I have a weird fascination with concrete, at least in its most brutalist forms. I’ve visited cities like Brasília and Le Harve that embraced the material and retain much of their original design. Closer to home and I’ve searched for the remains of carbuncles like Glasgow’s bridges to nowhere or Newcastle’s elevated skywalks.
My recent trip to Birmingham was no different. Emerging from New Street’s submerged platforms onto its enlarged open concourse, I was reminded that much has changed over the last decade.
Once the poster child for unsentimental, car-centric urban regeneration, in recent years the city has been unrelenting in ridding itself of the dirty grey building material that once blighted it.
I often wonder what it might be like to travel back in time and revisit a place as it once stood; how much would be recognisable? Would I still know my way around?
Returning to Birmingham for the first time in 7 years meant I could test this idea in reverse. Walking across Victoria Square, up to Chamberlain Square, through the new Paradise development and towards Centenary Square was an odd and slightly unsettling experience. I found my hotel, but the journey there was unrecognisable.
In place of the old Central Library sit two new buildings: One and Two Chamberlain Square. Both improve the appearance of this area immensely, accentuating features of the two Victorian buildings they share this space with; the Town Hall and Council House.
The Copthorne Hotel somehow clings on. This ugly black box has finally closed, which makes sense given its location next to the construction site for the Octagon, the “world’s first octagonal residential tower”.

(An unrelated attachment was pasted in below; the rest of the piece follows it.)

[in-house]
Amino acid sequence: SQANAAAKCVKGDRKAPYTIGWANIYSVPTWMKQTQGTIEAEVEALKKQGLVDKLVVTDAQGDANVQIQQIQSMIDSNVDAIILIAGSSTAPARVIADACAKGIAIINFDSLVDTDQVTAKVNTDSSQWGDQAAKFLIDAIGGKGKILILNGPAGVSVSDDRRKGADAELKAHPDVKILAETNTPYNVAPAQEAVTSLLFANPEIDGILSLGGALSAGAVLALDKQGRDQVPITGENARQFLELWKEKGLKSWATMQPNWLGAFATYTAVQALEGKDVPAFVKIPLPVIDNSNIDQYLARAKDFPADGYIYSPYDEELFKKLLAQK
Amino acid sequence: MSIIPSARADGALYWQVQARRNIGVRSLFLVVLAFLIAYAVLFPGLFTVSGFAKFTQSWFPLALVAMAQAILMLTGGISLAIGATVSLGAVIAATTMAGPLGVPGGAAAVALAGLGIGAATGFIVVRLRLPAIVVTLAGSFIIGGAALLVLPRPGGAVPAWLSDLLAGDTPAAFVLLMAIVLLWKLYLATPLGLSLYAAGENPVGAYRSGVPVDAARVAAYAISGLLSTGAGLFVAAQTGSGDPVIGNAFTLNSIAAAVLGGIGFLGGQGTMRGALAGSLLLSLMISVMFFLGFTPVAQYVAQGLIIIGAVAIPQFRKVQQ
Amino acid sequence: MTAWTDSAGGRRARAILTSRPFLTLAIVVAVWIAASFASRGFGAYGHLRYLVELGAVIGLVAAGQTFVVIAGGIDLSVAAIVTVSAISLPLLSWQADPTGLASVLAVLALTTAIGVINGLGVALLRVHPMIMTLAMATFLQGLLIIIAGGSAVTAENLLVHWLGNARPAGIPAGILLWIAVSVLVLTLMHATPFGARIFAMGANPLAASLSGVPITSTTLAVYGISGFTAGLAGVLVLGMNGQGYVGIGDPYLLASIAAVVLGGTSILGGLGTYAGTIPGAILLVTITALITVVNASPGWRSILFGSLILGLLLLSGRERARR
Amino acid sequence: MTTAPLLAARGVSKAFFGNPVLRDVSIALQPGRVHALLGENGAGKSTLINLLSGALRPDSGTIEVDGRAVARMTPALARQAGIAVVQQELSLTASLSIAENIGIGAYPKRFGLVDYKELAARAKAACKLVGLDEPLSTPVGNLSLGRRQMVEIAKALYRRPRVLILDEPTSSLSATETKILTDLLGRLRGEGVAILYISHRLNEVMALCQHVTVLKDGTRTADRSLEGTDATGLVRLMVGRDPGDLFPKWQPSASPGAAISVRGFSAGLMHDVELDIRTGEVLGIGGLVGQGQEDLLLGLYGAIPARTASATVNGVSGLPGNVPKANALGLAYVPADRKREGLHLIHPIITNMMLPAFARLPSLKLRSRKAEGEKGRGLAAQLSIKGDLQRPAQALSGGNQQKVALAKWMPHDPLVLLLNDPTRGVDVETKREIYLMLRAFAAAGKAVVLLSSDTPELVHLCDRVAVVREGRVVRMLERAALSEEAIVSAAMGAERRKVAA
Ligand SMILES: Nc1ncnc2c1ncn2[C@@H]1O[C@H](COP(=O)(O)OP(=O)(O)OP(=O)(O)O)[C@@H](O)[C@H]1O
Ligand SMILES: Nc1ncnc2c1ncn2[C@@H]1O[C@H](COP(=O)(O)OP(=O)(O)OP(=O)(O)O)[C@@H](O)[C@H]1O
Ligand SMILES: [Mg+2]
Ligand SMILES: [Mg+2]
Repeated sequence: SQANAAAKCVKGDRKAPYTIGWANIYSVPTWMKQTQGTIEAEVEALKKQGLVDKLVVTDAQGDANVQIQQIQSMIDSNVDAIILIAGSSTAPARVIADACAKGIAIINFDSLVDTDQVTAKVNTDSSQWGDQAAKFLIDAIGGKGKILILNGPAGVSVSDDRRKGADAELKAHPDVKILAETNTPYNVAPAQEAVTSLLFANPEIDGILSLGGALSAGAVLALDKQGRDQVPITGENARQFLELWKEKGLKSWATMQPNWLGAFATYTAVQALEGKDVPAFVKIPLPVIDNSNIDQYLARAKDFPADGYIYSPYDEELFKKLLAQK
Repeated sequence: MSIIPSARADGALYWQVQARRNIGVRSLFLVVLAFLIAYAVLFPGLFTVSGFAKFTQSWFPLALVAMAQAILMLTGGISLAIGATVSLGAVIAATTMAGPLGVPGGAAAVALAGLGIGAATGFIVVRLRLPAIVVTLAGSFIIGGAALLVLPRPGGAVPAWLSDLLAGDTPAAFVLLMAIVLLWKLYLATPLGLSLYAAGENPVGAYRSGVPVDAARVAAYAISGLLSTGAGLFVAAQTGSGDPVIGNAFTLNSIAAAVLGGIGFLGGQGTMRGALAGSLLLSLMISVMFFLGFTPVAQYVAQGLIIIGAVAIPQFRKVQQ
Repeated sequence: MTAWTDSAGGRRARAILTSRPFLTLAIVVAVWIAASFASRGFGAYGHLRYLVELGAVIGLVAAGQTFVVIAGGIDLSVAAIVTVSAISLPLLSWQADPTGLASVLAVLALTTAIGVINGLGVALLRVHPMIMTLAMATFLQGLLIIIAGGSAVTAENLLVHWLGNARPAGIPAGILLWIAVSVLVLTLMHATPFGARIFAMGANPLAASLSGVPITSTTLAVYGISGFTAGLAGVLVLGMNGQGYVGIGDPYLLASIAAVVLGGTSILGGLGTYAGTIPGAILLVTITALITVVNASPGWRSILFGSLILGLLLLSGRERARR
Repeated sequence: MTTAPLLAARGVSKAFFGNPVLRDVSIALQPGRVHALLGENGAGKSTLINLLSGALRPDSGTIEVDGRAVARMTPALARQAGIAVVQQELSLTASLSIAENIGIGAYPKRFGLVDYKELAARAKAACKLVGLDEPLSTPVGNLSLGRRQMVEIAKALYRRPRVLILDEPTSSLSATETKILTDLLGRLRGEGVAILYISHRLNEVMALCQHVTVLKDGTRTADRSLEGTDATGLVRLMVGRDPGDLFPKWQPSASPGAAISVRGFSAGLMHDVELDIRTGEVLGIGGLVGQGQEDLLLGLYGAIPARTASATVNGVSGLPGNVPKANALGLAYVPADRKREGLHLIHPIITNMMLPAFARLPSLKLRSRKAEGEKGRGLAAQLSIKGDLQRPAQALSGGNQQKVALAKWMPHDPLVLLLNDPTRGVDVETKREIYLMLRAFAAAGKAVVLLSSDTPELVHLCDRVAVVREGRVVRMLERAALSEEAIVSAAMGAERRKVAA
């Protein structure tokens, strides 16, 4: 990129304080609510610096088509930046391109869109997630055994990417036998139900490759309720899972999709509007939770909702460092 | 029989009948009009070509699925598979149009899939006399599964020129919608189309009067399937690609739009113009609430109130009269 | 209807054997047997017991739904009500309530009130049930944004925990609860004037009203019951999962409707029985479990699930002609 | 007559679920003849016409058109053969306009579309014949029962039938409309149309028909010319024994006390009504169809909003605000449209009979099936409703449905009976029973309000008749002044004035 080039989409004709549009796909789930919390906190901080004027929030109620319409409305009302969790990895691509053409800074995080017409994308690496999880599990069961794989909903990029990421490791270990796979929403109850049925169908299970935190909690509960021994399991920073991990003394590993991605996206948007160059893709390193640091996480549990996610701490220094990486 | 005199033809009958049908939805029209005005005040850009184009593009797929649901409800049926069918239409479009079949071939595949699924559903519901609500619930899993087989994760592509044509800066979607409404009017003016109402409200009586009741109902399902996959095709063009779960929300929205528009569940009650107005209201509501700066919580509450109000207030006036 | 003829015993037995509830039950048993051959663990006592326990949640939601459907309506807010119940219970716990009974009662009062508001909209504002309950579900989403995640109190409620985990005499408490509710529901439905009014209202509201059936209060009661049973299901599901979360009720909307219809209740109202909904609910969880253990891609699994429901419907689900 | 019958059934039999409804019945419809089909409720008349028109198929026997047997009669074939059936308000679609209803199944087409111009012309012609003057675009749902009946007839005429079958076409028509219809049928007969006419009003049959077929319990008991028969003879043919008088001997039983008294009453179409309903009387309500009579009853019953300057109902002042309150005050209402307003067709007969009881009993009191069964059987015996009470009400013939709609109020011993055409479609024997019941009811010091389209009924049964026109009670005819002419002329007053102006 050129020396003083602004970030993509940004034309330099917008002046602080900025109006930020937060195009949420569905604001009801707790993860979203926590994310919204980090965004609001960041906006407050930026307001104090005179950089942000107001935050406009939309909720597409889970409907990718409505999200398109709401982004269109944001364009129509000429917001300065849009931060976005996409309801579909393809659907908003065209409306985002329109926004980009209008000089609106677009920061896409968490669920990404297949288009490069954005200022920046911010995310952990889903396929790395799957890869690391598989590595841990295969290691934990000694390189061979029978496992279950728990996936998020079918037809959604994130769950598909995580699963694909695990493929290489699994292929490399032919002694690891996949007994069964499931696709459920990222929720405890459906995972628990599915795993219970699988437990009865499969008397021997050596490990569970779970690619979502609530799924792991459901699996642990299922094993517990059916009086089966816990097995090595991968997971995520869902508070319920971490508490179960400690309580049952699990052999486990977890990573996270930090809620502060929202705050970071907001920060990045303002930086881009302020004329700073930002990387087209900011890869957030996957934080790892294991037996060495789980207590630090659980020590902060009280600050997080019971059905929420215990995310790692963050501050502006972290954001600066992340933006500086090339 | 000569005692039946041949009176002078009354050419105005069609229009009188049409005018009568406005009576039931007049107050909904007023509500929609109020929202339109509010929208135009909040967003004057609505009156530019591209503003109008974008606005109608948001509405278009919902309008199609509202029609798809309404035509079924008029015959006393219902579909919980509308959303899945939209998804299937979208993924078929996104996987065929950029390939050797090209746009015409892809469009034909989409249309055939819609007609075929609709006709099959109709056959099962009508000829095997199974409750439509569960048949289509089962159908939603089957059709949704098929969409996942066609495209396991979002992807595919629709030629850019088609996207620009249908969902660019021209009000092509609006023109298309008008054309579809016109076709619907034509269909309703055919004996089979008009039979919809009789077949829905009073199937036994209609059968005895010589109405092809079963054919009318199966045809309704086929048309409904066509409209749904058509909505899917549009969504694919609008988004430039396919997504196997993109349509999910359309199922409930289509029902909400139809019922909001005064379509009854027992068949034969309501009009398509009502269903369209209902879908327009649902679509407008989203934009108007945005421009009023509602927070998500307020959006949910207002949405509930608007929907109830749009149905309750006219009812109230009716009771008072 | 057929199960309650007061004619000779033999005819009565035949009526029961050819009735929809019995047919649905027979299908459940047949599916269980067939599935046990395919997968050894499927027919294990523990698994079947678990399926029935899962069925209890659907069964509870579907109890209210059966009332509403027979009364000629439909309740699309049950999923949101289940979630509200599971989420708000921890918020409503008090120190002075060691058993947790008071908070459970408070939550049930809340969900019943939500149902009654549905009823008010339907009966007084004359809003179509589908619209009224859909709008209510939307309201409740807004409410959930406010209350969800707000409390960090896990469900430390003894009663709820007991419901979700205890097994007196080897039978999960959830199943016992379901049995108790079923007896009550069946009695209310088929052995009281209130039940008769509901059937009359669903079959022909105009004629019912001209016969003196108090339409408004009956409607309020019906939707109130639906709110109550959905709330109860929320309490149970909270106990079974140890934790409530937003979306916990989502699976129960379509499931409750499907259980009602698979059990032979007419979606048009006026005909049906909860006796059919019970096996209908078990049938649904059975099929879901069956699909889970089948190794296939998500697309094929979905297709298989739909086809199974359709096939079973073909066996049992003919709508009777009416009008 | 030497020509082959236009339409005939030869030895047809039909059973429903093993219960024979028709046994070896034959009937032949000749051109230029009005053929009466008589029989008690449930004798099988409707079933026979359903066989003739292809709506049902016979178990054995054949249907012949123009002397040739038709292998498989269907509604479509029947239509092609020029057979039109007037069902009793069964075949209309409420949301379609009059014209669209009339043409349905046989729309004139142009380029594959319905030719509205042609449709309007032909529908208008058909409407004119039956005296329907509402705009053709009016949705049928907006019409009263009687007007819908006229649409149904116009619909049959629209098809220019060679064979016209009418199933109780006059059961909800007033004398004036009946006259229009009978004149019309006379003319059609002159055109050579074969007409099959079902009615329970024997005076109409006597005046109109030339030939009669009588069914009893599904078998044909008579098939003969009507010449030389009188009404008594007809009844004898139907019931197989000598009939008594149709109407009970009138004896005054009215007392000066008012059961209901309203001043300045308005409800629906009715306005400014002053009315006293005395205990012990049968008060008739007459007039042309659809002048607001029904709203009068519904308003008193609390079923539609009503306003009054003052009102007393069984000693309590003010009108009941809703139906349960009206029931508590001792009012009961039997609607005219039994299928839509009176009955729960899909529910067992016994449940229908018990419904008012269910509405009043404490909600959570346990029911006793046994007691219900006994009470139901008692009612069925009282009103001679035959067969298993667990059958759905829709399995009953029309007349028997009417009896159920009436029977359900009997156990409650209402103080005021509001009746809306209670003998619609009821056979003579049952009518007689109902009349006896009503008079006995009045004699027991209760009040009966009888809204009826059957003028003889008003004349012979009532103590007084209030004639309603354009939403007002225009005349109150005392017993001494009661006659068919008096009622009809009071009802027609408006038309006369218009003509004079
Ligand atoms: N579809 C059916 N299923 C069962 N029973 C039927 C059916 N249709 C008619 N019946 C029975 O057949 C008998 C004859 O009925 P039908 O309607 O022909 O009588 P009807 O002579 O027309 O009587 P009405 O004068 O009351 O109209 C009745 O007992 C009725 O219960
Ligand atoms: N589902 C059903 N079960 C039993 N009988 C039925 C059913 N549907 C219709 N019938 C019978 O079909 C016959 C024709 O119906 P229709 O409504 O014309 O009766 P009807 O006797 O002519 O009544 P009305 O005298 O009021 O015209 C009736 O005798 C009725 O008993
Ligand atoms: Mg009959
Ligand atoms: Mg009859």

Its sister building, Chamberlain House, which sat on the other side of what was Centenary Walk has already gone. In its place stands One Centenary Way, a 13-storey office block with a visible black exoskeleton topped off with a large lantern that changes colour throughout the night.
A brutish office block, it shares DNA with the minimalist international style. Its confident, sturdy appearance perfectly bookends Centenary Square, adding to the eclectic mix of architecture that already surrounds this public realm.
On the other side sits Symphony Hall. Opened in 1991 alongside the ICC, its facia was recently remodelled to increase the size of its foyer. While not in keeping with the original building, it hides enough of it not to matter.
Who loves ya?
Centenary Square was named as such in 1989 to commemorate 100 years since Birmingham was granted city status. This is still a young city.
The industrial revolution lead to its emergence as the UK’s second largest city, but having suffered heavy bombing during the Second World War, it was Herbet Mazoni’s sweeping redevelopment plan that came to define it.
While his ideas proved to be a complete failure, I find myself strangely mournful that so little of his vision – beyond the road network – remains.
I spent 15 minutes looking for signs of where the former bridge from the brutalist Central Library connected with the museum and art gallery. I imagined this connection having knocked through the older building’s brickwork, showing the same reverence for the past as that given to the original Victorian library it replaced. Yet the only hint of the bridge I could find was two new windows; the building was untouched.
Why does this point in Birmingham’s architectural history hold such a fascination for me? There’s an aesthetic appreciation, weird though it might be. I’m also attracted to the post-war idealism, the sort described in Pathé newsreels. Maybe its the idea of design bringing order to chaos and remaking the physical world, and how often that is doomed to failure. Maybe it’s simply a reminder of my mortality and that the only constant is change.
As the 20th century came to a close, Birmingham embarked on a second period of reinvention, largely focused on areas around the city’s extensive canal network. While the NIA, ICC and Symphony Hall weren’t enough to convince the IOC to bring the Olympics to Birmingham in 1992, they did play host to the G8 and Eurovision in 1998.